“Fair Use!” Shouldn’t Be The Battle Cry of Pirates

***Disclaimers: Jim Sterling emphasizes that he does not advocate pirating Nintendo games; he  only argues that there is a moral justification for doing so. Furthermore, I don’t have all of the information on this matter, and I’ve tried to indicate when I’m inferring some facts. As always, this writing is NOT legal advice.***

Jim Sterling thinks it’s morally justified to pirate Nintendo’s games. I disagree.

As I understand it, Jim’s argument is that Nintendo abuses copyright law by failing to respect the legitimate activities of journalists like him. Jim feels that Nintendo’s failure to respect the legal rights of others permits others to ignore the legal rights of Nintendo.

The basic analysis of this claim comprises two questions: 1) Is Nintendo actually abusing copyright law? and 2) Does that abuse justify piracy? I think simple proportionality suggests that if a company fights with one person over a few pennies, responding by depriving the company of millions of dollars from millions of customers is probably not justified. So, I’ll just focus on the first question.

1)  Is Nintendo Abusing Copyright Law?

Probably not. As far as I can tell, Jim is angry that Nintendo issues ContentID strikes against Jim’s videos that incorporate some of Nintendo’s content (e.g., a few seconds of a trailer for a Nintendo game). Jim contends that his use of Nintendo’s content is protected under Fair Use.

A) ContentID: Still Not The Same As Appearing In Federal District Court

Nintendo is operating within YouTube’s copyright-themed pretend-cyber-law-court system. (I don’t know if they’ve issued DMCA takedowns, which would be an actual, real, legal action.) ContentID has a status similar to a retail store’s policies, in that it’s up to the private enterprise to design and operate the system pretty much however they like. Except in this case the law (DMCA) frames how a private company will design their system: If a party issues a warning about a copyright issue and the host service doesn’t remove it, and then the party goes to court with original poster over it, the party can collect from both the original poster AND the host. Thus, the host is really incentivized to make the choice for which the law will never penalize them, and just take down everything, every time anyone is unhappy. Maybe there are some complaints to levy against the DMCA for that (and against copyright law for incentivizing rights holders to protect their rights or risk losing them). But being slighted by a retail store’s return policy doesn’t justify torching the manager’s car.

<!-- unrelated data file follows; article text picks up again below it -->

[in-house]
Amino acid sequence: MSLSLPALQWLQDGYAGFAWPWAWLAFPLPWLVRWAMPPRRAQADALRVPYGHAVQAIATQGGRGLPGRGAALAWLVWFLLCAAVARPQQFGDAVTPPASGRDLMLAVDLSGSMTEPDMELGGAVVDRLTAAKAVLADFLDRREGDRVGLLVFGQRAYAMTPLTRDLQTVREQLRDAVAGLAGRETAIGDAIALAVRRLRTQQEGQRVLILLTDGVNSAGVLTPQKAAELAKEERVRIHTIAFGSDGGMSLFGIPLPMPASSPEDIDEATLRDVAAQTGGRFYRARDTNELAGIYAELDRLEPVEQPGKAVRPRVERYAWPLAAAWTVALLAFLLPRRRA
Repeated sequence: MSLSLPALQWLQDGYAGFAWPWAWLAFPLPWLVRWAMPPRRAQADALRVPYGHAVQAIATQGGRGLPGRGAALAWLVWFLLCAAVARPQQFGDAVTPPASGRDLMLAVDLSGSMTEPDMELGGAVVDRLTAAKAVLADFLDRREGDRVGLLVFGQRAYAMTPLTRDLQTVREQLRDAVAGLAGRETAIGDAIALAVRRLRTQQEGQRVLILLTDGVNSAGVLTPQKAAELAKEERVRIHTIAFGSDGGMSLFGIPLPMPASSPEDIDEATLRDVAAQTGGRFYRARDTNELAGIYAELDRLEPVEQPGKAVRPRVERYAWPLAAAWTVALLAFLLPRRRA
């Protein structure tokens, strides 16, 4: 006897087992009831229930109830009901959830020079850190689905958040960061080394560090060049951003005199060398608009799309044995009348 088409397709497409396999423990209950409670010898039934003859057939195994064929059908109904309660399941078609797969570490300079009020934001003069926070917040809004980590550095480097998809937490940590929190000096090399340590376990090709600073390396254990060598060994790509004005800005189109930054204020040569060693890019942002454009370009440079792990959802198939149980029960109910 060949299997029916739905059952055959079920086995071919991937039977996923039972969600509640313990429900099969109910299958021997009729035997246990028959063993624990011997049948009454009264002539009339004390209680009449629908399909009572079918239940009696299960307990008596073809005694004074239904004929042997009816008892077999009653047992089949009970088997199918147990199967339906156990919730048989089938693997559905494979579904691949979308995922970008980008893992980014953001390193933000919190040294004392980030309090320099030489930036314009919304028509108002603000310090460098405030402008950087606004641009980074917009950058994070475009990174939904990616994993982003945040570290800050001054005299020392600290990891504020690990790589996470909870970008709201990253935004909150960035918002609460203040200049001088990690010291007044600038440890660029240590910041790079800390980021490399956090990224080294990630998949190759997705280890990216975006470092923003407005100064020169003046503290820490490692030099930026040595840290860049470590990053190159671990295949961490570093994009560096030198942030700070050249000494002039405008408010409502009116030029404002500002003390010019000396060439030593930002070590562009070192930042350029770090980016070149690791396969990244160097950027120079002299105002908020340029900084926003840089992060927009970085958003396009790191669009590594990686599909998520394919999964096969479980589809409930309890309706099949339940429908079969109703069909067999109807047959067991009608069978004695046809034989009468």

B) Fair Use: Still Not A Magical Invocation

Jim’s claim to the Fair Use exception is not as clear as he hopes it is. Before the internet, fair use was a tiny, unheard of piece of an area of law that most citizens and attorneys didn’t think about very often. In the last 20 years, it has become the backbone of the amateur, self-starter internet entertainment and journalism industry. Despite getting burdened with all of that extra responsibility, the legal doctrine has not been expounded or clarified by courts or legislatures. The biggest case for fair use was Campbell v. Acuff-Rose Music, Inc. in 1994, which focused on the use of music for parody and explicitly stated that the law does not recognize a market for derivative works (which, I would argue, is very close to what most UGC on the internet is). (It would be great if someone could take a corporation like Nintendo to court to get a ruling on Fair Use in the context of YouTube journalism and criticism—though I’m sure that corporations will settle at outrageous expense in order to avoid losing the grey area that allows them to make these kinds of aggressive claims.)